As two of the world’s largest suppliers of grain, Ukraine and the Russian Federation are important sources of food for many developing countries. However, the war brought grain exports from Ukraine to an almost grinding halt and slowed down exports of grain and fertilizers from the Russian Federation.
Faced with the threat of food insecurity for millions of people around the world, on 22 July, 2022, the United Nations brokered two initiatives.
The first is the memorandum of understanding between the UN and the Russian Federation to facilitate unimpeded access for their food and fertilizers exports to global markets.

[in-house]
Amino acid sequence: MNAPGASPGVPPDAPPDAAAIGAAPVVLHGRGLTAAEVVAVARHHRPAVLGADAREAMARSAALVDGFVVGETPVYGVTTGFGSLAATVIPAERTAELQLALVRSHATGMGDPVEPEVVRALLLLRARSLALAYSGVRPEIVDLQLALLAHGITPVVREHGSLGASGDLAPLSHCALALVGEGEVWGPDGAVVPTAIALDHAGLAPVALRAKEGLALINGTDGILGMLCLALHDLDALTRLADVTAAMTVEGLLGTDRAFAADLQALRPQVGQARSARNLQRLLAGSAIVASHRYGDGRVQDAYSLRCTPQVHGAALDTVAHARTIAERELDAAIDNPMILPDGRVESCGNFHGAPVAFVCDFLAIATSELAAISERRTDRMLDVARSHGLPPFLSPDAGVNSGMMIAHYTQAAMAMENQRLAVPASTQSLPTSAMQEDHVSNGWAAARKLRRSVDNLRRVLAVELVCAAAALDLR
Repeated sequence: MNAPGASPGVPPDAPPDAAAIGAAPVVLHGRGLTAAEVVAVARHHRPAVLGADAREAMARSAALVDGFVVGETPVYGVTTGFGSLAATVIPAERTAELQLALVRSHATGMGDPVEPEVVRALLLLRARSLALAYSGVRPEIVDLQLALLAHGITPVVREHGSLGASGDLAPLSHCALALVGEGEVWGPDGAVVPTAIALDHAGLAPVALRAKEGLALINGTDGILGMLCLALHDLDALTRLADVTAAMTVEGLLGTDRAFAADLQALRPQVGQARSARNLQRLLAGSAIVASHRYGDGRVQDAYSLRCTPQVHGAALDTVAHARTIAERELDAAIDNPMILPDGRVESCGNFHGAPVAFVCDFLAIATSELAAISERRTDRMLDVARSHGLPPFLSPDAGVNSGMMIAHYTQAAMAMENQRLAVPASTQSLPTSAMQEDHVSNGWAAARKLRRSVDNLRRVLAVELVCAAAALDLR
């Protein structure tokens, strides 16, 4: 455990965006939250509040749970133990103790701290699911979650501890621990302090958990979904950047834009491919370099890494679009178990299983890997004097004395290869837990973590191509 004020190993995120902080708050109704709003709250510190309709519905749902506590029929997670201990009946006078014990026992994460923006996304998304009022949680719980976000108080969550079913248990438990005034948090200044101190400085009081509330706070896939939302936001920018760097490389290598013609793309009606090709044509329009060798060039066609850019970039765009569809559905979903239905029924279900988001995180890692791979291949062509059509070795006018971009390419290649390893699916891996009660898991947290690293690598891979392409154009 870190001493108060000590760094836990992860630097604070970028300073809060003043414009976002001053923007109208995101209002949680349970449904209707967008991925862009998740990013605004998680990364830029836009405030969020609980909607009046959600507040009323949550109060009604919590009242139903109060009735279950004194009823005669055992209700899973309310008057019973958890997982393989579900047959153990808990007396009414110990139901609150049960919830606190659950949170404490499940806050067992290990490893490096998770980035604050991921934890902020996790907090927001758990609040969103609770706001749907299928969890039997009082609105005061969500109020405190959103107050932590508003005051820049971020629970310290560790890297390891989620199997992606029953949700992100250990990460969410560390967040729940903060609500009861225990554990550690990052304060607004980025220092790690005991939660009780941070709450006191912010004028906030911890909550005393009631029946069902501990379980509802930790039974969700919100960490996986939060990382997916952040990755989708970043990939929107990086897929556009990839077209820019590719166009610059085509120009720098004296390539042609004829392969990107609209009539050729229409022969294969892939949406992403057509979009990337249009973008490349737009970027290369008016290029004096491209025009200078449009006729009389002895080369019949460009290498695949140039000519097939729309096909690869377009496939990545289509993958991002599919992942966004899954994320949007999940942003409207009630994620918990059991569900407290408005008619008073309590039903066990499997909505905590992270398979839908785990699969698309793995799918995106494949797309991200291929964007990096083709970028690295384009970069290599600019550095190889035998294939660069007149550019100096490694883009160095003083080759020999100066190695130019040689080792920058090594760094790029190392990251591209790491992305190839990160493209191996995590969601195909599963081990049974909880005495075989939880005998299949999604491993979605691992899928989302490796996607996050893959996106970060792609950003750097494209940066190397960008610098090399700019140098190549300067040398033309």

The second, and the focus of this analysis, is the Black Sea Grain Initiative (BSGI) signed by the UN, the Russian Federation, Türkiye and Ukraine to resume Ukrainian grain exports via the Black Sea amid the war.
In a short space of time, the BSGI has gathered momentum. Port activity in Ukraine is picking up and large shipments of grain are reaching world markets.
The Initiative has helped to stabilize and subsequently lower global food prices, and move precious grain from one of the world’s breadbaskets to the tables of those in need. However, with the BSGI ending in just over a month and its renewal uncertain, the price of some commodities, such as wheat and maize, is rising again.
Without The Initiative, there is little hope for providing food security, especially for developing and least-developed countries.